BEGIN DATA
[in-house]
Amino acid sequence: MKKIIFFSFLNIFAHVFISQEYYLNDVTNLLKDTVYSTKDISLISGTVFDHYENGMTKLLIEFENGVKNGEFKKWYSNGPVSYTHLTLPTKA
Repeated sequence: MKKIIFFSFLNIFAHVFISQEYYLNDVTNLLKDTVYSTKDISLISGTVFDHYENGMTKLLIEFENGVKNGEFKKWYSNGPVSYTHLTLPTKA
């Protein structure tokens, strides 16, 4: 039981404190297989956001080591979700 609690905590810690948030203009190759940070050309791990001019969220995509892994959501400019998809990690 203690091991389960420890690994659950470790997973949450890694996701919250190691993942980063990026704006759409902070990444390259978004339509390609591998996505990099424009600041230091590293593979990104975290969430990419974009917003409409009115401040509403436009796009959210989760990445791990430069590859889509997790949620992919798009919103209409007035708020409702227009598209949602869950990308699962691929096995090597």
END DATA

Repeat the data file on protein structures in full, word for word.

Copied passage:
[in-house]
Amino acid sequence: MKKIIFFSFLNIFAHVFISQEYYLNDVTNLLKDTVYSTKDISLISGTVFDHYENGMTKLLIEFENGVKNGEFKKWYSNGPVSYTHLTLPTKA
Repeated sequence: MKKIIFFSFLNIFAHVFISQEYYLNDVTNLLKDTVYSTKDISLISGTVFDHYENGMTKLLIEFENGVKNGEFKKWYSNGPVSYTHLTLPTKA
């Protein structure tokens, strides 16, 4: 039981404190297989956001080591979700 609690905590810690948030203009190759940070050309791990001019969220995509892994959501400019998809990690 203690091991389960420890690994659950470790997973949450890694996701919250190691993942980063990026704006759409902070990444390259978004339509390609591998996505990099424009600041230091590293593979990104975290969430990419974009917003409409009115401040509403436009796009959210989760990445791990430069590859889509997790949620992919798009919103209409007035708020409702227009598209949602869950990308699962691929096995090597």